Seasonal Affective Disorder and the Winter Blues

When we hear the phrase “dark winter of the soul”, we instinctively imagine a dark, slow, or even depressed time. Lack of sunlight can darken our mood during the winter months by triggering symptoms of seasonal affective disorder or SAD, a type of depression that may be debilitating in its most severe form.

Reduced exposure to sunlight affects our natural body rhythms, sleep-wake cycle, and brain chemicals that regulate mood. Norman Rosenthal M.D., a leader in the research and treatment of SAD, estimates that 5% of the U.S. population experience severe versions of SAD, and as many as 14% report symptoms of the “winter blues.”

Seasonal affective disorder and the “winter blues” share similar symptoms, but differ in their effect on relationships and work performance. For example, the “winter blues” may interfere with completing extra projects or initiating social events, but symptoms of SAD may result in frequent absences from work or emotional isolation from friends and family.

We can all feel down after a bad day or a disappointing conversation, but a visit with a qualified mental health professional or physician is in order if you experience any or all of the following symptoms throughout most of your days:

  • Low energy or lethargy
  • Feel “foggy” and unable to remain alert
  • Have difficulty staying focused, remembering information, or completing tasks
  • Feel down or depressed most of the day
  • Change in sleep pattern, usually a desire for more sleep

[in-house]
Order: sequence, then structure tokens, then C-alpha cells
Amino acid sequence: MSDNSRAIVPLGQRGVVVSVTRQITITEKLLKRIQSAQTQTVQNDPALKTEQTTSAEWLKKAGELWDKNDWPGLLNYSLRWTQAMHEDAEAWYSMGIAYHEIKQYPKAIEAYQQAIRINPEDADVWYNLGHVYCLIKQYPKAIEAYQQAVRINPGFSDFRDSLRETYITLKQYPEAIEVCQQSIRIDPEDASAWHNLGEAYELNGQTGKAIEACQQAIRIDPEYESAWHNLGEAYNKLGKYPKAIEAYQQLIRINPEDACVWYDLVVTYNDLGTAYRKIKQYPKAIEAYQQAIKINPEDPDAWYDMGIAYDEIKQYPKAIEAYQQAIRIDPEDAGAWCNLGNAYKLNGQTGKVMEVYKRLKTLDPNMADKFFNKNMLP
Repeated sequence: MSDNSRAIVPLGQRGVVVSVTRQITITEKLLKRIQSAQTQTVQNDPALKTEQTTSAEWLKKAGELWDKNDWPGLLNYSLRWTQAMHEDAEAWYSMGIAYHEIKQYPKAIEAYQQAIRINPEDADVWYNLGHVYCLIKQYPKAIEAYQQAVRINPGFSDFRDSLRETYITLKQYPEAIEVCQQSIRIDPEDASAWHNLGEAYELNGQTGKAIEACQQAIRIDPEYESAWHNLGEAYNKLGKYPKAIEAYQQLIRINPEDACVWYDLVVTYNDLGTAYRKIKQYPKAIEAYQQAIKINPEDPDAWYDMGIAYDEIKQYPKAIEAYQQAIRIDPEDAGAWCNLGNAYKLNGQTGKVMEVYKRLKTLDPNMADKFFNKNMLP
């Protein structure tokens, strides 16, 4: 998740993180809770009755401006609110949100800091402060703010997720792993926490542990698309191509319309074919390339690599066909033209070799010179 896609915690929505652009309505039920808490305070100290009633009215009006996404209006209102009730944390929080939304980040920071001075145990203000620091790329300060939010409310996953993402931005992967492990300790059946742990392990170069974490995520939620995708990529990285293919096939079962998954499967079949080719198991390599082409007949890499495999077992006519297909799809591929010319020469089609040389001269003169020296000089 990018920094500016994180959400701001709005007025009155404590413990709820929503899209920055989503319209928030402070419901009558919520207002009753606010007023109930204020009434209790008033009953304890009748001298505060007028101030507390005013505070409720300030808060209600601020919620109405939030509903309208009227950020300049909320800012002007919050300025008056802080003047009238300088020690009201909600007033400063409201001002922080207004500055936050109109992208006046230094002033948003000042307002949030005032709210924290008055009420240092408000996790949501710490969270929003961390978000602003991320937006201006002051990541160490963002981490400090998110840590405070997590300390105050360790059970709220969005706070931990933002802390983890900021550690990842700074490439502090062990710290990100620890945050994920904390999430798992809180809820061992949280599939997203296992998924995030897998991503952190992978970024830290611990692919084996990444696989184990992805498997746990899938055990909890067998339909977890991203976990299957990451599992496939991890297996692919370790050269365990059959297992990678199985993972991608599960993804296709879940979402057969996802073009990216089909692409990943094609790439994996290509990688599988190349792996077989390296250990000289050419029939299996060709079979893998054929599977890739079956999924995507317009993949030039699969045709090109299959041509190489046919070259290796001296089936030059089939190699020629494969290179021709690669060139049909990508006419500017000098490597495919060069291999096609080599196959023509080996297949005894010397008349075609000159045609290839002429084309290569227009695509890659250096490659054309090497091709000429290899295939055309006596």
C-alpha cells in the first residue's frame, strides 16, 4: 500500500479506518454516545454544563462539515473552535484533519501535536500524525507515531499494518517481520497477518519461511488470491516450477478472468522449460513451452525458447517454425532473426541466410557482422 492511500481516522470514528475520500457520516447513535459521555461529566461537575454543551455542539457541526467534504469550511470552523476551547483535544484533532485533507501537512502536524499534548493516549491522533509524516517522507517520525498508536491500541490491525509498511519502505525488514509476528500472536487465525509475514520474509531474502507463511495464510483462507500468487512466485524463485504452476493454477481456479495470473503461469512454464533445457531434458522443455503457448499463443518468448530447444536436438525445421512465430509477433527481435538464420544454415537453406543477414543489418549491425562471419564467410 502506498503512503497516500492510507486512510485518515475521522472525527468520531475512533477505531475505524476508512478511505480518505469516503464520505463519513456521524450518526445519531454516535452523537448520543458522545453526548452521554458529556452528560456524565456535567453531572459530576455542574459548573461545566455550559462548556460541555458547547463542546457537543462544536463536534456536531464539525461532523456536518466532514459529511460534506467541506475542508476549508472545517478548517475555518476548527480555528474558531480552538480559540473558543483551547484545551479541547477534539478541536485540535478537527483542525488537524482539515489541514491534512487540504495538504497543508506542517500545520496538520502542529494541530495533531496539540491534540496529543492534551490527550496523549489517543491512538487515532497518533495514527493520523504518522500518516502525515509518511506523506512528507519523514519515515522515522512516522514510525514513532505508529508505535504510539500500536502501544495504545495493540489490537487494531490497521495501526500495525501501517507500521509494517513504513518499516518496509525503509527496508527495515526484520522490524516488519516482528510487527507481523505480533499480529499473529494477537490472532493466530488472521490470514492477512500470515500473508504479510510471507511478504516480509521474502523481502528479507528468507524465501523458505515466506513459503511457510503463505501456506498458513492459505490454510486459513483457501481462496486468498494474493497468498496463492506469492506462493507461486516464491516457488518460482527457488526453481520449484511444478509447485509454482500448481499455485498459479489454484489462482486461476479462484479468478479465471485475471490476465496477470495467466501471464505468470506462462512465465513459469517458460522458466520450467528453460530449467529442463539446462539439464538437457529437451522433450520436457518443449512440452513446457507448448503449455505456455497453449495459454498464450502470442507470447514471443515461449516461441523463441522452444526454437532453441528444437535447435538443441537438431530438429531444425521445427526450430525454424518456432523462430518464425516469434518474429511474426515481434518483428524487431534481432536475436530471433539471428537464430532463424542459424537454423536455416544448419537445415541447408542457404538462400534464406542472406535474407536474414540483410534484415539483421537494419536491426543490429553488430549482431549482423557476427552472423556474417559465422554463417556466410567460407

• Show an increase in appetite and/or weight gain
  • Crave more sweets and starches than usual
  • Show a diminished ability to handle stressful situation
  • Feel less motivated to follow through with daily activities or extra commitments such as socializing, working longer or initiating new projects

Treatment of SAD

Successful treatment of SAD usually includes a form of light therapy known as phototherapy. The purpose of light therapy is to restore the sleep-wake cycle and rebalance mood-regulating brain chemicals associated with depression. Treatment typically involves exposure to a light box designed to treat symptoms of SAD. Most phototherapy regimens require twenty minutes of light exposure every morning during the winter months, but depending on your particular set of symptoms, your mental health professional may prescribe a different time of day and duration of exposure.

While it’s true that you can buy a light box at your local hardware store, a professional consultation is not only important to determine your most effective regimen, but to rule out the possibility that you may be suffering from a more severe depression or other health condition. In addition to phototherapy, dietary changes, psychotherapy, stress management, as well as exercise are known to improve symptoms of SAD.

Even though some depressive symptoms are truly related to seasonal changes, our assumptions may worsen our symptoms. As humans, we expect too much of ourselves. We expect that no matter the temperature, season, or climate, we should maintain our frantic pace without missing a beat. We can learn from our friends in the animal kingdom who instinctively know to slow down, huddle up, or migrate to a sunny destination. Flowing, instead of fighting with our natural rhythms grants us the opportunity to align with our environment, and renew ourselves for the dawn of spring.